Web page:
Ottawa: April 11, 2008
Smoke-free housing needed, say health groups
by Wanda O'BrienCarol Lebel, who suffers from multiple chemical sensitivities, has been on the Ottawa Allergy and Environmental Health Association's safe house waiting list for more than two years. As the province is less tolerant of second-hand smoke, advocates in Ottawa are working to expel it from one of the last places it can hover – the home.
The Ottawa Council on Smoking and Health is calling on seven eco-friendly developers to designate at least one new building construction in the Ottawa area 100-per-cent smoke free.
“We know the demand is out there, it just hasn’t been met,” said Ellen Holmes, past-president of the council.
Carol Lebel, a 48-year-old apartment dweller, was diagnosed with multiple chemical sensitivities four years ago. She has been on Ottawa’s branch of the Allergy and Environmental Health Association’s safe house waiting list for over two years.
“We’re encouraged to have a safe zone and I don’t have that in apartment living,” said Lebel. A safe house would provide Lebel with a living situation that would allow her to refuel, rather than deplete her energies.
The association has a safe housing project that has been in the works for five years.
A suitable location was found two years ago, said Mary de Bassecourt, the association’s executive director, but the project still needs funding.
Over 82 people are on the waiting list for the projected 40 units.
“If we’re successful in completing this it will be an optimum place within Ottawa,” said de Bassecourt.
The multi-unit dwelling would be made of safe building materials and separate ventilation systems in an area with the least amount of car-exhaust.
The association hopes to complete the safe housing project within two years.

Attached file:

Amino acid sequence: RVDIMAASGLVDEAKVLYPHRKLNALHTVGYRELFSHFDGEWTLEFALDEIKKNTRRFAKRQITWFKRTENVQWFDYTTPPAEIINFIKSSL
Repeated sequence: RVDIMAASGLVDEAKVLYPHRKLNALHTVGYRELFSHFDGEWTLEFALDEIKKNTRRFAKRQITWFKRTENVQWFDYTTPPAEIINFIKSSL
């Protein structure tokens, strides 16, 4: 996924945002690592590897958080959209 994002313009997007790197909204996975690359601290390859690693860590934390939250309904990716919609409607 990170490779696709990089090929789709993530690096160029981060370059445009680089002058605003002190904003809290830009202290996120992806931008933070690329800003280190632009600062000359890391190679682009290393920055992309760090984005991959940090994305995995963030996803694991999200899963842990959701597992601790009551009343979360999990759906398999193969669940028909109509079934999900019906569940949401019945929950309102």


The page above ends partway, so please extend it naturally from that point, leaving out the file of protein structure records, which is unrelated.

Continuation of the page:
Cigarette smoke is one of many substances that trigger what Lebel calls her “Jekyll and Hyde” experience. She said exposure to chemicals, such as those in cigarette smoke, laundry detergent, perfumes and ordinary cleaning products, causes her headaches, mood swings, fatigue and muscle strain.
Lebel said she has carbon filters over the vents in her apartment because of cigarette smoke and a large air purifier in her living room that she rolls from room to room.
But she said she still needs to wear a carbon-filtered mask in her home at times.
“I’m sick,” Lebel said. “Other people’s lives are impacted by me if I ask them to change and living in a multiple development unit you just can’t be asking everyone to change so that you can live a better life.”
Karen Rowan is a property manager with 270 rental units in the Centretown area.
She said she can choose whether to rent to a smoker, but once the apartment has been rented she cannot evict someone because they smoke.
Rowan said she believes the demand for smoke-free living is there, but the government needs to provide more legislative support. “It’s a bit of a big loophole,” she said. “Even though we’re all health conscious and smoke conscious, our hands are tied. There aren’t really rules to back us up.”
If smoke is causing damage or interfering with another tenant’s quality of life a landlord can make a case on the tenant’s behalf before the Landlord and Tenant Board, said Mira Gamsa, a Toronto-based manager of the board.
Pippa Beck, president of the Ottawa Council on Smoking and Health and policy analyst for the Non-Smokers’ Rights Association, said landlords are interested and want to offer smoke-free units, but it’s difficult to enforce.
Part of the problem is that when people are exposed to second-hand smoke at home they see it as a health issue, rather than a tenant’s rights issue, Beck said.
“This is the number one issue why the general public finds our organization and contacts us,” Beck said.
The Ottawa council’s campaign for smoke-free living began last December because of complaints from a variety of people, with and without chemical sensitivities.
“People are beginning to realize they don’t have to put up and shut up,” said Beck.
“I should have the choice to live in a smoke-free environment if that’s what I want.”